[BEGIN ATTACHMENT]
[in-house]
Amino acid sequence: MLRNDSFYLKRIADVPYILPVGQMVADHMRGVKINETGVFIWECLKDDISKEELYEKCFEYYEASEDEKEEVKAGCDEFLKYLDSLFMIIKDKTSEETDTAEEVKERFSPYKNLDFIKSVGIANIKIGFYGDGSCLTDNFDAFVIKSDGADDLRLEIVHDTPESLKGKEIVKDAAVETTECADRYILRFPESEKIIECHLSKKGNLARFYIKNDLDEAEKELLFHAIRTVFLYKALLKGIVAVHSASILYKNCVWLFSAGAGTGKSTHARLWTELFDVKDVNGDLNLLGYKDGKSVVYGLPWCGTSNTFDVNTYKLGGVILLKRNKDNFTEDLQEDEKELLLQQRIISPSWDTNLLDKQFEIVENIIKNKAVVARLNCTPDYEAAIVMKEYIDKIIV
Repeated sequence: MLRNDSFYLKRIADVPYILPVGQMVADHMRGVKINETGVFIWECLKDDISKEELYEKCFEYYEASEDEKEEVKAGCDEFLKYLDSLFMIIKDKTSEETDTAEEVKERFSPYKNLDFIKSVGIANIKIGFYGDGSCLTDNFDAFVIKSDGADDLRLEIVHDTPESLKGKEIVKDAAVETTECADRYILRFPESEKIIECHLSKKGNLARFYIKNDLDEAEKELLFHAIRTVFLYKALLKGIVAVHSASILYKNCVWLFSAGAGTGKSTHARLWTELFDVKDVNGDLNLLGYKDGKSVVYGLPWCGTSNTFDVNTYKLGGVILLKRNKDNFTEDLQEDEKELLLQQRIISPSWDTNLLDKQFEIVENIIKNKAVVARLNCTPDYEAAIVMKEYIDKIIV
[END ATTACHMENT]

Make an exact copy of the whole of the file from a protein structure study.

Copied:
[in-house]
Amino acid sequence: MLRNDSFYLKRIADVPYILPVGQMVADHMRGVKINETGVFIWECLKDDISKEELYEKCFEYYEASEDEKEEVKAGCDEFLKYLDSLFMIIKDKTSEETDTAEEVKERFSPYKNLDFIKSVGIANIKIGFYGDGSCLTDNFDAFVIKSDGADDLRLEIVHDTPESLKGKEIVKDAAVETTECADRYILRFPESEKIIECHLSKKGNLARFYIKNDLDEAEKELLFHAIRTVFLYKALLKGIVAVHSASILYKNCVWLFSAGAGTGKSTHARLWTELFDVKDVNGDLNLLGYKDGKSVVYGLPWCGTSNTFDVNTYKLGGVILLKRNKDNFTEDLQEDEKELLLQQRIISPSWDTNLLDKQFEIVENIIKNKAVVARLNCTPDYEAAIVMKEYIDKIIV
Repeated sequence: MLRNDSFYLKRIADVPYILPVGQMVADHMRGVKINETGVFIWECLKDDISKEELYEKCFEYYEASEDEKEEVKAGCDEFLKYLDSLFMIIKDKTSEETDTAEEVKERFSPYKNLDFIKSVGIANIKIGFYGDGSCLTDNFDAFVIKSDGADDLRLEIVHDTPESLKGKEIVKDAAVETTECADRYILRFPESEKIIECHLSKKGNLARFYIKNDLDEAEKELLFHAIRTVFLYKALLKGIVAVHSASILYKNCVWLFSAGAGTGKSTHARLWTELFDVKDVNGDLNLLGYKDGKSVVYGLPWCGTSNTFDVNTYKLGGVILLKRNKDNFTEDLQEDEKELLLQQRIISPSWDTNLLDKQFEIVENIIKNKAVVARLNCTPDYEAAIVMKEYIDKIIV